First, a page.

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Title:Analysis of diffusion models in high speed reacting flow simulations
Author(s):Knisely, Andrew
Advisor(s):Austin, Joanna M.
Department / Program:Aerospace Engineering
Discipline:Aerospace Engineering
Degree Granting Institution:University of Illinois at Urbana-Champaign
Subject(s):High Speed
Diffusion Models
Abstract:The purpose of this study was to analyze the effect of mass diffusion in a high speed reacting flow field. Diffusion processes have typically been neglected in high speed reacting flows as the time scales associated with convective and reactive processes are found to be much shorter than diffusive time scales. However, diffusion may become important in secondary flow structures such as shear layers. There are several diffusion models that can be used in reactive simulations. The benefits and numerical cost of each model are discussed along with implementations of the models in previous works. The effects of including thermal diffusion into the models are also discussed. Since thermal diffusion effects are expensive to simulate, it is important to know how they affect the accuracy of the simulation results. The High Speed Combustion and Detonation (HSCD) code was used to simulate a two dimensional reflected shock flow field in a reactive H2-O2 mixture. The goal was to evaluate the effect of diffusion on the flow field. The HSCD code was first validated with Cantera by analyzing the mass diffusion flux in a freely propagating flame. When Soret diffusion was included the HSCD code results matched Cantera well. Ignition delay times were compared with experimental results. The ignition delay times were found to be within the error bars of the experimental results. The two modes of ignition, strong and weak, were observed in the simulations. In the simulations, the strong ignition events were unaffected by diffusion effects while the weak ignition events were affected by diffusion. Weak ignition occurred earlier then predicted by constant volume combustion calculations. The diffusion model choice in the HSCD code noticeably changed the values for diffusion flux. The mass diffusion flux due to temperature gradients was found to vary for different temperatures at low initial temperatures while was unaffected by changes in temperature at high initial temperatures.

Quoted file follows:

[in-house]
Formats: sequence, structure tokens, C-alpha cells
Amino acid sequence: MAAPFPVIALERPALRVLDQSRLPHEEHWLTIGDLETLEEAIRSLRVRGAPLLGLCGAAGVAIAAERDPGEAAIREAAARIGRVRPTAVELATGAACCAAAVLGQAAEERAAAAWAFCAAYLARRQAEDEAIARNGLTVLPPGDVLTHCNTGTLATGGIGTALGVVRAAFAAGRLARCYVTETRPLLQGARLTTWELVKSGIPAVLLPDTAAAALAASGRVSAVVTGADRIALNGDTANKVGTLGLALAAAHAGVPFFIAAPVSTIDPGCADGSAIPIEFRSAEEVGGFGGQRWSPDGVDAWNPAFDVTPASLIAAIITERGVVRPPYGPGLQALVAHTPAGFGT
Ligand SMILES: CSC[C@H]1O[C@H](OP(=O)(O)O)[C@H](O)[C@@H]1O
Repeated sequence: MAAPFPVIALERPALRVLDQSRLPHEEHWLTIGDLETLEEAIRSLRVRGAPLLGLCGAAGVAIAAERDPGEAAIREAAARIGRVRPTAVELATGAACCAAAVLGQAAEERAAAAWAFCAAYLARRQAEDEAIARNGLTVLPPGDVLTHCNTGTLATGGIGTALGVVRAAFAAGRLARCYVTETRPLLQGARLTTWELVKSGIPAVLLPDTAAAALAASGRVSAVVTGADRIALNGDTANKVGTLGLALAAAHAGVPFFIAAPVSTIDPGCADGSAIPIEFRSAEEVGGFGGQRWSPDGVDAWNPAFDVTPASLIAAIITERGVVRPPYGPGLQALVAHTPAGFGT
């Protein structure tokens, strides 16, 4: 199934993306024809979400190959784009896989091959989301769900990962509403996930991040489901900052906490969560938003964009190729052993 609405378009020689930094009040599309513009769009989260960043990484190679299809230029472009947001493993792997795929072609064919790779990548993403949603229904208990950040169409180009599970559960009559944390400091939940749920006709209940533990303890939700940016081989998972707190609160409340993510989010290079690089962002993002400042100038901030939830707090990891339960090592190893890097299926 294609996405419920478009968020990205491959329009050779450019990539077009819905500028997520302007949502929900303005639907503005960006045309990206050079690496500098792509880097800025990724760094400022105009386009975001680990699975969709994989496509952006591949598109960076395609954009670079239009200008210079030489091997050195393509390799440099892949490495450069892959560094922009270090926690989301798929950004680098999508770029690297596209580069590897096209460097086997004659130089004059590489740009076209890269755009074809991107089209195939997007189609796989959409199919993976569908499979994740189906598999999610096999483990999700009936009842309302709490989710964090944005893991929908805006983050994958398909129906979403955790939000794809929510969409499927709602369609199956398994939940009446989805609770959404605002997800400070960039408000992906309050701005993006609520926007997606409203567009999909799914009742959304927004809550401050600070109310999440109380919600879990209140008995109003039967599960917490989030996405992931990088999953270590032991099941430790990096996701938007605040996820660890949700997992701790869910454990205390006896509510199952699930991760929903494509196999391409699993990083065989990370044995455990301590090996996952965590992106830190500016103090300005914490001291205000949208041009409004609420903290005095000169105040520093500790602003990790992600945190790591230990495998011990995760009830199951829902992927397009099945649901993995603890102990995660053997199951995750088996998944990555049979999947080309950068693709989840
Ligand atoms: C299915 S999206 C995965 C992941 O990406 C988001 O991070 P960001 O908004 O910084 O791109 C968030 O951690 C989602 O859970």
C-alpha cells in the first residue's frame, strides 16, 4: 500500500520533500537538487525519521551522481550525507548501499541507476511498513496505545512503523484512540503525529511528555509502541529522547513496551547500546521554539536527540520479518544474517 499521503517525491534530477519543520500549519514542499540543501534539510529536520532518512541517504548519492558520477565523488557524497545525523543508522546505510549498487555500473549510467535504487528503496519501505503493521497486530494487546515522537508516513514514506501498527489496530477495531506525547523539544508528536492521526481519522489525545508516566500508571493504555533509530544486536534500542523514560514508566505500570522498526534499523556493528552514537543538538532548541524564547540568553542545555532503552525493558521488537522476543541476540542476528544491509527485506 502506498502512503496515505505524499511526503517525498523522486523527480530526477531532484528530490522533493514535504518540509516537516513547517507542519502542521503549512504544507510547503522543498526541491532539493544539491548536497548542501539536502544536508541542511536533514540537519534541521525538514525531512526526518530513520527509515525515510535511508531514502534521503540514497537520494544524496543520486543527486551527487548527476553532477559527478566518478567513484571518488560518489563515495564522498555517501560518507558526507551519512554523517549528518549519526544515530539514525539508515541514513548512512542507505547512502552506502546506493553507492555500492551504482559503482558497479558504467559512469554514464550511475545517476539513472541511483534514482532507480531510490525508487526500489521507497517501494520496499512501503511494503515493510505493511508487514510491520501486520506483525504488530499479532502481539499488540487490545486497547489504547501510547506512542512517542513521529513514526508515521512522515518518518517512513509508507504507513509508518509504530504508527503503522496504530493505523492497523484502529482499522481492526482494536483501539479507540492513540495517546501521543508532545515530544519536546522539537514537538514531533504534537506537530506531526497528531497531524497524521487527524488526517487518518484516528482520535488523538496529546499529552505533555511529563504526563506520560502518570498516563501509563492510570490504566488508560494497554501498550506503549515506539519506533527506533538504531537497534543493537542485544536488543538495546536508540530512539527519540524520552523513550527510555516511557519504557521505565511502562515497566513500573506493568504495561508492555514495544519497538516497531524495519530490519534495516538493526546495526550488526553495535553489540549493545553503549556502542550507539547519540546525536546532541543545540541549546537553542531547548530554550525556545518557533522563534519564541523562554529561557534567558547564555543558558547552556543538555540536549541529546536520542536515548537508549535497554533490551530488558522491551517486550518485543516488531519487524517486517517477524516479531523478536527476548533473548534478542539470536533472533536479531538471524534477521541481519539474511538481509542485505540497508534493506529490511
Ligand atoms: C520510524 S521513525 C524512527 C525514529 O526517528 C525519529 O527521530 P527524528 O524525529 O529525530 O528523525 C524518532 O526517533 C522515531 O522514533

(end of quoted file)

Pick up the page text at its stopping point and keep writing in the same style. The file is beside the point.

Issue Date:2012-12
Rights Information:Copyright 2012 Andrew Knisely
Date Available in IDEALS:2013-02-03
Date Deposited:2012-12

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